What do ‘Cholesterol Levels’ mean?
The very mention of the word “Cholesterol” brings scare to our minds and visual streaming of a patient with impending heart attack. But there is more to cholesterol than the attached stigma!! Cholesterol is a waxy, fat-like substance found in every cell of the body.
Cholesterol can act both as a friend and foe,At normal levels, it contributes towards the essential functions of the body like hormones & vitamin D synthesis, composition of cell walls structure and preparation of digestive juices in bile acids. At elevated levels, it deposits in the blood vessels, acting a silent buildup for a potential heart attack.
Before getting to know what those numbers in lipid profile test indicate, here are few facts about cholesterol that one must know:
HDL and LDL are nothing but lipoproteins that act as carriers for cholesterol through the blood stream.
- LDL (Low Density Lipoproteins; “bad” cholesterol) gets its name as it leads to cholesterol buildup in blood vessels, leading to plaque formation (thick, hard deposit) that can clog arteries and make them less flexible, and prone to heart attack and stroke.
- HDL (High Density Lipoproteins; “good” cholesterol) is named as the good cholesterol, as it helps in removal of LDL from the arteries and sends it back to liver for metabolism and removal. So, a healthy lipid profile reflects optimal levels of HDL/LDL and fine balance between the two.
Another essential component in the lipid profile is triglyceride, which is the most common occurring body fat. A high triglyceride level along with low HDL/high LDL leads to atherosclerosis, and predisposes the body to heart attack and stroke.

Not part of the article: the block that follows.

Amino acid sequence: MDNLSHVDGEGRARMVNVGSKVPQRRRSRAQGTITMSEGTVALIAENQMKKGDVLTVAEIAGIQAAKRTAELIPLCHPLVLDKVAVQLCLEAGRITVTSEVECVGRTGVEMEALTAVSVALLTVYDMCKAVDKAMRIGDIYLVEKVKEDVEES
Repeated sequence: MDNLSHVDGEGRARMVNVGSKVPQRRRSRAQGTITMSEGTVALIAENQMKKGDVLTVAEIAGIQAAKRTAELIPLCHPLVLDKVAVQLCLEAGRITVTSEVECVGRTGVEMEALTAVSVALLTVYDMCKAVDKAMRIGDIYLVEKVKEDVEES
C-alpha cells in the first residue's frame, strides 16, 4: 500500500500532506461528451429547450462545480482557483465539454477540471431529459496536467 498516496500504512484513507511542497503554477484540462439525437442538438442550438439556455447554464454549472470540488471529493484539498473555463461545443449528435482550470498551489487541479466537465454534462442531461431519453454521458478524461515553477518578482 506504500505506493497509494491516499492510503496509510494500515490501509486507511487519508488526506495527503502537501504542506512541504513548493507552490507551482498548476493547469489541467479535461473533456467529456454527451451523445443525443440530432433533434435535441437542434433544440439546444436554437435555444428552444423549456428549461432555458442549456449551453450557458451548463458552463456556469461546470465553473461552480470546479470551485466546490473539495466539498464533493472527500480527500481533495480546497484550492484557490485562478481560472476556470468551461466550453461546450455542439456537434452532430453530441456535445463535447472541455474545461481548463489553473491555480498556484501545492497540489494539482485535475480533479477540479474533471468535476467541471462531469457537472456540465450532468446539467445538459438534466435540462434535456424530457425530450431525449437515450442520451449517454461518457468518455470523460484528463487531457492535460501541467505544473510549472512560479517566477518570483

A standard lipid profile or panel test reflects the blood serum values of various lipoproteins, reflecting values (in mg/dL) for low levels, optimal levels, low risk and high risk levels, and depending on these values, future course for treatment is devised (lifestyle management/diet changes and medication).
- Total Cholesterol Levels: It indicate composite levels of HDL/LDL/ 20% of your triglycerides levels; should lie between 0-199; 200- 239 Borderline High and >/= 240 High. Values above 199 indicate a red flag, implicating immediate action.
- Triglycerides: Are considered normal if <150; 150 – 199 Borderline High, 200-499-high and >/= 240 Very High; Low fat diet can help keep a check on these numbers.
- HDL levels: < 40 is low and >/= 60: High; The higher the score (60 or more), better the ability to lower down risk of heart disease.
- LDL levels: /= 190 Very High; The treatment objective for heart patients to reach values below 70; for high risk individuals (multiple risk factors for heart disease) is to achieve levels below 100.
- CHOL/HDL Ratio: 3.3 – 4.4 Low Risk; 4.5 – 7.0 Average Risk; 7.1 – 11.0 Moderate Risk; > 11.0 High Risk.
- LDL/HDL Ratio: 0.5 – 3.0 Desirable/Low Risk; 3.1 – 6.0 Borderline/Moderate Risk; >6.0 High Risk.
- Very Low Density Lipoprotein (VLDL): High The essence of a healthy lipoprotein profile is to keep a check on reaching alarming levels of these values (except HDL, where higher values are beneficial).
Any time, the levels increase, it is a good idea to consult a cardiologist for the same.
Also, the next time you dream of a double cheese burger, make sure your heart skips a beat!!
This write-up was contributed by Credihealth content team:
Credihealth is a medical assistance company that gives guidance to a patient from the first consultation through the entire hospitalization process. A team of in-house Credihealth doctors helps the patient find the right doctor, book appointment, request cost estimate for procedures and manage admission & discharge processes.
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